One follow up question to your helpful reply: I see the PNOTEPROC6 (3-prong version) features 600 Joules protection instead of 180 Joules with the PNOTEPROC8, and I assume this is due to it having a ground wire. Is it safe to assume then that, as per your comments, if the PNOTEPROC6 is used in an ungrounded outlet, it will still offer the same protection as the C8 version?
My idea is to buy and use the C6 version so that I'll have the added protection when a grounded outlet is available, even if it means using adapter for the connection between the surge protector and my laptop (which wouldn't affect the ground connection between the outlet and the surge protector). But since a grounded outlet is more the exception than the rule in developing countries, if the C8 (2-prong) version is better designed to cope with surges in an ungrounded setup, I'll stick with that. (Hopefully this makes sense.)
Did some checking and here is the answer I got:
With the 2 prong configuration, you're only getting the normal mode protection and with the three prong, you are able to achieve both Normal mode and Common mode protection. So, yes, the surge protection would rate higher with the Common Mode normal mode configuration.
Hope that helps!
I often travel to developing countries, and it's not unusual that I encounter electrical outlets that don't have a plug for ground -- just 2 prongs, nothing more. In a lot of these places I know that safety isn't much of a concern, and as long as "it works" then it's good enough. I've been looking into single outlet surge protection solutions, such as the APC P1 (for 120V) and P1-GR (for 220V), but I've stumbled upon a good bit of information suggesting that surge protectors don't work properly if they aren't connected to a grounded outlet, which brings me here.
My primary concern is for my laptop, and I do see that APC has the SurgeArrest Notebook Pro PNOTEPROC8. Noticing that this is made for a 2-prong cord with no ground, I'm wondering if this would be a better solution for my laptop than using something like the P1, despite the fact that P1 has better specs, since the PNOTEPROC8 seems that it must be designed with no ground in mind. Ideally I'd like something with better protection though, and the ability to plug in other devices (smartphone), even if it means finding a slightly heavier, bulkier solution.
So, my question: Can anyone say definitively whether the majority of APC products which are designed for grounded outlets will offer protection when there is no ground connection? Do I have any option other than using the PNOTEPROC8? Would something like a plug adapter with built-in fuse offer any increase in protection?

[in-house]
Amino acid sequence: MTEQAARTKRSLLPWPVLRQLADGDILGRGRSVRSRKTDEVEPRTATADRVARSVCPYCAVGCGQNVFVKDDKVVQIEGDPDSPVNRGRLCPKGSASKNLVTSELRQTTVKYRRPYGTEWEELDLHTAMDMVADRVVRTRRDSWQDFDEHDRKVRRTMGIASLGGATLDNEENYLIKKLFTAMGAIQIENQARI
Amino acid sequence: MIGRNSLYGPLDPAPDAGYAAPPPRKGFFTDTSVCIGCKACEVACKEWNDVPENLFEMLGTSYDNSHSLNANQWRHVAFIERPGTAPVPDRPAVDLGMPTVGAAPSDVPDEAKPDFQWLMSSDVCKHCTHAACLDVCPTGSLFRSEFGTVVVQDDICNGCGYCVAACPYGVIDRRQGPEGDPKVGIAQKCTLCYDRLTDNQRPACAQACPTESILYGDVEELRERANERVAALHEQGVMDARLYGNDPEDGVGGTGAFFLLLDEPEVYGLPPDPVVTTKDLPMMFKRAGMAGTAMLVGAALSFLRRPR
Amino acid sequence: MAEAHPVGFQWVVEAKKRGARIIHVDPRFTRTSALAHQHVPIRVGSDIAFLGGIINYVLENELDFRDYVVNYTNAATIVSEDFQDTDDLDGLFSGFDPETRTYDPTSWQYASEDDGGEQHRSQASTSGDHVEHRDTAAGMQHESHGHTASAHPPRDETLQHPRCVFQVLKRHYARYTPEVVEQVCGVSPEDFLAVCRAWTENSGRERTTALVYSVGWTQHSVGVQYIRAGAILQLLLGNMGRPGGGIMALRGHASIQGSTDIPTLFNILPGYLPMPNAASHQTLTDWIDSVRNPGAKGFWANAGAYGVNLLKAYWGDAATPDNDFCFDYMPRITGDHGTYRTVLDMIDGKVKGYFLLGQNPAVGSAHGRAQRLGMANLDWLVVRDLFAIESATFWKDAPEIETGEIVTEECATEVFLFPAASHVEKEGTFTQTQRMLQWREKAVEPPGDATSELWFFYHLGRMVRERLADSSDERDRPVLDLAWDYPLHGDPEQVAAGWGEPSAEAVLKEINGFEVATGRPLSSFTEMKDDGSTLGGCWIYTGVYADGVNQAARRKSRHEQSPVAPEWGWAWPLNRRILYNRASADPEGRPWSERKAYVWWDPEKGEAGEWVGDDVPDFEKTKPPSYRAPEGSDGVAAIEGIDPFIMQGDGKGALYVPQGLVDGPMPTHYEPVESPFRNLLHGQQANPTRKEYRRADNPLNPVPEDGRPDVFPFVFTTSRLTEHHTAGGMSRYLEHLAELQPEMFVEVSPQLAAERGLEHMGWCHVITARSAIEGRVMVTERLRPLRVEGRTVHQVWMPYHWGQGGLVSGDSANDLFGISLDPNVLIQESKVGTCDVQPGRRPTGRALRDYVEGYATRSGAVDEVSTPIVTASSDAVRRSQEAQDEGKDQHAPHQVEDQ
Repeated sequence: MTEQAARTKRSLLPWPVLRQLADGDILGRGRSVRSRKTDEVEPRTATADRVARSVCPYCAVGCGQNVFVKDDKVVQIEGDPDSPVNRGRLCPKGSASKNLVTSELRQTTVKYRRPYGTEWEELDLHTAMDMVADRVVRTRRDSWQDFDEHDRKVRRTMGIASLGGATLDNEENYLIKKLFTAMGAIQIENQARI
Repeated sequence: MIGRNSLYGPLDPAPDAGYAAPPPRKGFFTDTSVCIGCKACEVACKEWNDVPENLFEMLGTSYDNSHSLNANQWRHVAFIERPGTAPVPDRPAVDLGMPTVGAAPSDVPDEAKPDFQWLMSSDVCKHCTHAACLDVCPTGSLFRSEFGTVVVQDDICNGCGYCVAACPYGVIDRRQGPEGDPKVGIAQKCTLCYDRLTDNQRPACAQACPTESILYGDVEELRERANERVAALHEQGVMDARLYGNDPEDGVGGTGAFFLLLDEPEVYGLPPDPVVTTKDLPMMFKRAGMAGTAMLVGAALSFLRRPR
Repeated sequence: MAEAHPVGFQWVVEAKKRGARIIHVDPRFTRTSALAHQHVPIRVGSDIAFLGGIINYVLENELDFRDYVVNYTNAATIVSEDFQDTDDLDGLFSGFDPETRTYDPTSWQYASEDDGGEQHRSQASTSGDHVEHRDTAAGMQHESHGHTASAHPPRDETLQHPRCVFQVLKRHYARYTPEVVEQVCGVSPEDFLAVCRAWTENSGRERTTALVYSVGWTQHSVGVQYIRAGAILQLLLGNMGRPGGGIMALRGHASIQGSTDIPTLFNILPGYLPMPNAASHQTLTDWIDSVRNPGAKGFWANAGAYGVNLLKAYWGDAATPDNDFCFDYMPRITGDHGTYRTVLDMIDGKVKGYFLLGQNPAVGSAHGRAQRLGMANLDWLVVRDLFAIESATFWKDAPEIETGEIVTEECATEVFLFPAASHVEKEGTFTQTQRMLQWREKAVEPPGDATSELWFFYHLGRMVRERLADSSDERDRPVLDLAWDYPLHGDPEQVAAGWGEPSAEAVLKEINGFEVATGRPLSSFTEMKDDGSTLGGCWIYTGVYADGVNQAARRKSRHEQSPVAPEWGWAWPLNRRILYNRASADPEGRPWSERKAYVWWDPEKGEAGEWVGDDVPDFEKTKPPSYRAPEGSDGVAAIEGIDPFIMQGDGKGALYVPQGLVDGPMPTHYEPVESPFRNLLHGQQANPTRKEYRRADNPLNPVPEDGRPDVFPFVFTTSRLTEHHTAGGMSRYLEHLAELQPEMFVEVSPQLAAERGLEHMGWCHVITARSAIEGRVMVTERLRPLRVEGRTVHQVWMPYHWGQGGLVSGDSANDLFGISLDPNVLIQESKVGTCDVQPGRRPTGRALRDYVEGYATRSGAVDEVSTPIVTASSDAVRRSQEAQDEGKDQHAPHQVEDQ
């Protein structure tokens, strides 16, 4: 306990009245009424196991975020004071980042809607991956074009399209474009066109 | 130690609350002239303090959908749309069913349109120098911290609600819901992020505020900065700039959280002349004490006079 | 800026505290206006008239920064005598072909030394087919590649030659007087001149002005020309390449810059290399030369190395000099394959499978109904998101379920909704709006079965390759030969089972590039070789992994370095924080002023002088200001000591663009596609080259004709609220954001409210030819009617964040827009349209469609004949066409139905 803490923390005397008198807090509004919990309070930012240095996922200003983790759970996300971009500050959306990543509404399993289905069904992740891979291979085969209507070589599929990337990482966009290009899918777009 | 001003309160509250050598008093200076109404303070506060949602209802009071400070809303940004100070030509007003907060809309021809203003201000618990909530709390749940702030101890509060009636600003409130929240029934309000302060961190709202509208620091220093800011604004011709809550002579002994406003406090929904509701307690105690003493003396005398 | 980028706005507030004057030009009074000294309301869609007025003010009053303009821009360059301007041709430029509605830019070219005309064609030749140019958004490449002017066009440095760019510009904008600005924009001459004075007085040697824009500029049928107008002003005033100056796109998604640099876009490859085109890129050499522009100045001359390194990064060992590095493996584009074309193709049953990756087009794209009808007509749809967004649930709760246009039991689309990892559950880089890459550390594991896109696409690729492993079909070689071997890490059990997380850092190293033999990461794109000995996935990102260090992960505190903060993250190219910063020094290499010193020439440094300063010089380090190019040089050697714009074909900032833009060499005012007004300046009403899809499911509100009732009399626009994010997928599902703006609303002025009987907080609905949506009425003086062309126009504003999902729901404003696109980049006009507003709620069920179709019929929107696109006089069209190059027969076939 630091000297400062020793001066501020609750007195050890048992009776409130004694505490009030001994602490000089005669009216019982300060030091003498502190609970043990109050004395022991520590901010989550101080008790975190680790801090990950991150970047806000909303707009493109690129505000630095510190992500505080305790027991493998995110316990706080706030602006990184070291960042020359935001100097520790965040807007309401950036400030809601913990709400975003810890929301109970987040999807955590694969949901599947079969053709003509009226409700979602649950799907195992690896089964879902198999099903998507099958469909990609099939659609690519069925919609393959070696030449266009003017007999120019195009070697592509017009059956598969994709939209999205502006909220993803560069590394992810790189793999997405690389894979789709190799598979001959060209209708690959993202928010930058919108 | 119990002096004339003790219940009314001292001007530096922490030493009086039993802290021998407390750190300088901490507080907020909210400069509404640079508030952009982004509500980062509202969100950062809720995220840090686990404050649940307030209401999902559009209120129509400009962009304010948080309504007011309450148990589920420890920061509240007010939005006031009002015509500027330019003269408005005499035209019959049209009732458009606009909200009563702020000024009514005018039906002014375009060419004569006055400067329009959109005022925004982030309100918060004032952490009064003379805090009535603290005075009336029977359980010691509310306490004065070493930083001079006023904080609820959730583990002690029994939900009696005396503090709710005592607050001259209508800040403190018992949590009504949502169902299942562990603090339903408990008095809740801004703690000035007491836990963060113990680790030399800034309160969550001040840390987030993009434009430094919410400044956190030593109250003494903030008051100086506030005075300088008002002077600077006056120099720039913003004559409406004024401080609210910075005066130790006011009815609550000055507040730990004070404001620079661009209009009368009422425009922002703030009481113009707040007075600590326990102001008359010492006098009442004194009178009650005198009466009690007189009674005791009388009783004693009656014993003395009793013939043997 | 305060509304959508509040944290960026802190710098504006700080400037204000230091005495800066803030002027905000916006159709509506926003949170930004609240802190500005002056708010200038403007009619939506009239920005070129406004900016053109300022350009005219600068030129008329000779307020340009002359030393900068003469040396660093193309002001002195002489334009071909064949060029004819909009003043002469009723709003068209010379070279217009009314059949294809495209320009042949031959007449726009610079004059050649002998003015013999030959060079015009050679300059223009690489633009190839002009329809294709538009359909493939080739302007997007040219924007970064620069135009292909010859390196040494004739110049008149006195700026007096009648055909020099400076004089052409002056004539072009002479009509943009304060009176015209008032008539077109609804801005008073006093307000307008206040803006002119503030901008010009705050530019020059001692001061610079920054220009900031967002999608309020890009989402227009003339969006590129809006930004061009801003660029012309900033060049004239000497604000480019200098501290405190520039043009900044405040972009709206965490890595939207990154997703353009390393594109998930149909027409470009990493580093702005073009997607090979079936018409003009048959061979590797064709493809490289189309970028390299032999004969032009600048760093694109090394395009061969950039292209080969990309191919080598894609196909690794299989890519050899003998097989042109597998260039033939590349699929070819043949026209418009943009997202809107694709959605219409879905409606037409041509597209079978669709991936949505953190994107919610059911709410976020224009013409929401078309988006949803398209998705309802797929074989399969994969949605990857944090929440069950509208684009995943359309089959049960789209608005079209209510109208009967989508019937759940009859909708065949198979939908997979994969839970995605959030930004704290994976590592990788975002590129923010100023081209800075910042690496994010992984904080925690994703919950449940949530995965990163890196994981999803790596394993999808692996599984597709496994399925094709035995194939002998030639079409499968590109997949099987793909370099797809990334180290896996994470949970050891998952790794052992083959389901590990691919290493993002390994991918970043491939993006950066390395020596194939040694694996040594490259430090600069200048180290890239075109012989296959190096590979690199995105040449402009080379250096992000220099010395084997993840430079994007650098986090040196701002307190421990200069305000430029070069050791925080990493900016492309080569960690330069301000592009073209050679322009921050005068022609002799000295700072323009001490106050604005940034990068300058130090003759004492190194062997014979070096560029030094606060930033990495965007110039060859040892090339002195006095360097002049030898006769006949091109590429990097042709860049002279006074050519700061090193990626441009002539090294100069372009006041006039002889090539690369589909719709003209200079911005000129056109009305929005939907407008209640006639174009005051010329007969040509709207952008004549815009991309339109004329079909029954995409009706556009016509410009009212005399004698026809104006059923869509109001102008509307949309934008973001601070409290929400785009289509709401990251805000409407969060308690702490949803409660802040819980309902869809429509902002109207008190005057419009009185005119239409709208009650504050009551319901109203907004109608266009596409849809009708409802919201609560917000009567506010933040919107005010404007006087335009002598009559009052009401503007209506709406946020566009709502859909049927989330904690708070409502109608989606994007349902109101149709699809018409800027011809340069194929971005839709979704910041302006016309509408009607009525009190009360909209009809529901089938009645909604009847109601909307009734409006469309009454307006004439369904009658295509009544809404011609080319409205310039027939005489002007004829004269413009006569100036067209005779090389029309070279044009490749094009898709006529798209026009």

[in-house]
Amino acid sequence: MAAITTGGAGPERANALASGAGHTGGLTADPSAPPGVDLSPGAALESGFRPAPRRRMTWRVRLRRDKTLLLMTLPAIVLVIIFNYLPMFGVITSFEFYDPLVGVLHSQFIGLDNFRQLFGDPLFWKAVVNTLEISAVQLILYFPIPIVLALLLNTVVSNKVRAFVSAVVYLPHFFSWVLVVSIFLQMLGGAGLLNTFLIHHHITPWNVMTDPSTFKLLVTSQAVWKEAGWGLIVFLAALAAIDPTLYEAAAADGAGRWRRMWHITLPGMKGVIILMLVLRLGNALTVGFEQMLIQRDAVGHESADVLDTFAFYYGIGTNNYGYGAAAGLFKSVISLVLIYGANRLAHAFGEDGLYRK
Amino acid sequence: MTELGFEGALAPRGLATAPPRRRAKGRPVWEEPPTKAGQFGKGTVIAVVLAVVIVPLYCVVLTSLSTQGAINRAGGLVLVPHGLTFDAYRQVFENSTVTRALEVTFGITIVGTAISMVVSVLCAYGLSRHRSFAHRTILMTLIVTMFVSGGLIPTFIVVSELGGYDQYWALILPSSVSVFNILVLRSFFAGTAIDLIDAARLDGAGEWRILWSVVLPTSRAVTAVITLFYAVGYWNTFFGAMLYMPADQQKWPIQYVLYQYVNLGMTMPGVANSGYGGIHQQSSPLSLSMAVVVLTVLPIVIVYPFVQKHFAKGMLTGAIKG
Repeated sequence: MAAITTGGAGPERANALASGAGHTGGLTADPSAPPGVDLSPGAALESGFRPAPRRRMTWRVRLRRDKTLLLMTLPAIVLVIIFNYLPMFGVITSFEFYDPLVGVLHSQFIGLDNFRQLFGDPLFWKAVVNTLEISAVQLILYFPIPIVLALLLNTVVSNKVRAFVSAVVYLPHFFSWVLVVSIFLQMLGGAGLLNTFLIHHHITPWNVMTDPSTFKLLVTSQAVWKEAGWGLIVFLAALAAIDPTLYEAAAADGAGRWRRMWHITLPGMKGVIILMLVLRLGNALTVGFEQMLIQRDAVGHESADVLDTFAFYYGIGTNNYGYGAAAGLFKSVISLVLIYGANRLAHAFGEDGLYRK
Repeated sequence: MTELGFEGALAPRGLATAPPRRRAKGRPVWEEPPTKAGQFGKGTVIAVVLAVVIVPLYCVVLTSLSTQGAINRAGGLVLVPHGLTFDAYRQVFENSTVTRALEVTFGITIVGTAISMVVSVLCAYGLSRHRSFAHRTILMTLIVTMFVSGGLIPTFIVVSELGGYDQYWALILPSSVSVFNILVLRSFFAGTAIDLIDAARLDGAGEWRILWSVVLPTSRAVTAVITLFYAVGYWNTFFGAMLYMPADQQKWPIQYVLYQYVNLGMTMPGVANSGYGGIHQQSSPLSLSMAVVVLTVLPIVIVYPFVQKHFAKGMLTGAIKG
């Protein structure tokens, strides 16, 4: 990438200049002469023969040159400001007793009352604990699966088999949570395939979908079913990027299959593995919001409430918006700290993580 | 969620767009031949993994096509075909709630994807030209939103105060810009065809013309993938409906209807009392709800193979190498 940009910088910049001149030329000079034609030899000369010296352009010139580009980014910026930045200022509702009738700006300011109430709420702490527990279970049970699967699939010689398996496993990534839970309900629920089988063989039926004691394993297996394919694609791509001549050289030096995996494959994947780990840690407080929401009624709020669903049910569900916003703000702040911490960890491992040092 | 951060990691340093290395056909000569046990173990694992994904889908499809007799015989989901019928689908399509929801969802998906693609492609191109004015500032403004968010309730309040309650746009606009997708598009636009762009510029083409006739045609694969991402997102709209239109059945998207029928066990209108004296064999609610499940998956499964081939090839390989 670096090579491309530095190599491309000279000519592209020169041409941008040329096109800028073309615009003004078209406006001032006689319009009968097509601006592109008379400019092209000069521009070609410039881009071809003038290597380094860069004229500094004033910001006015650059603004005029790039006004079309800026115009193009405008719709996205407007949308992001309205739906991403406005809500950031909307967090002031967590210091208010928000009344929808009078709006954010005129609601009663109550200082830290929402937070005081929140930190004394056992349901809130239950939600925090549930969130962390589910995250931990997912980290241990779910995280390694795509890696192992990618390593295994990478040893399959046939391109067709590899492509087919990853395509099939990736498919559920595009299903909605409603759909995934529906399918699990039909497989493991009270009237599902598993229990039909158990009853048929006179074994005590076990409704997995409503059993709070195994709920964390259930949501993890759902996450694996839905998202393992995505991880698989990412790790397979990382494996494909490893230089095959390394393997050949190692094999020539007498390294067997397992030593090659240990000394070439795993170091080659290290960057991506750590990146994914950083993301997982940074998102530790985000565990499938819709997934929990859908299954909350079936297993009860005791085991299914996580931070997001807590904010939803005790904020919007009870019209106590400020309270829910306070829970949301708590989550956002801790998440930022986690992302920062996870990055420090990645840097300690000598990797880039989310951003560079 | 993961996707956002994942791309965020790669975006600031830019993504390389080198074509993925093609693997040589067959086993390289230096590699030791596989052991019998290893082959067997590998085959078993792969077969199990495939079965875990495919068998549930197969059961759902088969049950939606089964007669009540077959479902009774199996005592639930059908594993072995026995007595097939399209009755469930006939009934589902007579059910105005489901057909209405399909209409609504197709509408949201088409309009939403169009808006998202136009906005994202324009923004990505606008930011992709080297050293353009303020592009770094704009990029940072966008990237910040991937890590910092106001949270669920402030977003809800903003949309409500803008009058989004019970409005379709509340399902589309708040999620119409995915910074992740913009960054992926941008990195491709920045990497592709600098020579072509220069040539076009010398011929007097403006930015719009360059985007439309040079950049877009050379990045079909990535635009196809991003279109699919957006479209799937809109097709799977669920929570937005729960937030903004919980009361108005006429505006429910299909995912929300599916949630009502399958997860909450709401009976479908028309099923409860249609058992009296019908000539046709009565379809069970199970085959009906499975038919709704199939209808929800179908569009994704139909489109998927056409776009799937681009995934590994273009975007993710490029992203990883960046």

Please feel free to be as technical as you like in your response, as I actually enjoy learning how this stuff works!
All of our surge units use a multi-layer approach to protect against power events, with a combination of MOV's, thermal fuses and capacitors. Units that have a ground wire, however, have an additional layer of protection by trying to shunt excess energy off to the ground. This is why you'll see surge equipment with a low "joule" rating (which makes a unit seem like it has weak surge suppression), but a low let-through voltage rating (which is the actual excess voltage that's passed through to equipment). There's an awesome knowledge base article written about this here: http://se-vl-167.ebusiness.schneider-electric.com:8226/support/index?page=content&id=FA158814&country=ITB&lang=EN&locale…
With that being said if you're going to be in a place without a ground wire accessible, the PNOTE would be a better choice for you. If you're using a surge unit that was designed to be grounded in a non-grounded application, you're not getting the full coverage the unit can offer.
Thanks for that. As for that knowledge base article, I'd love to read it but the link doesn't seem to work. Can you double check it?
Try this -> What is the difference between the industry standards Joules and Let-Through Voltage? | FAQs | US
Thanks, Angela. For what it's worth, I do think the section in that page defining clamping voltage and pass-through voltage could be made more clear, perhaps with the use of better examples. It's made more confusing by the fact that APC calls the UL1449 330V rating the "effective clamping voltage rating" where others describe a "UL1449 let through rating" (which is often 330V), and then some sources say they're the same thing (i.e. the Wikipedia article on surge protection).
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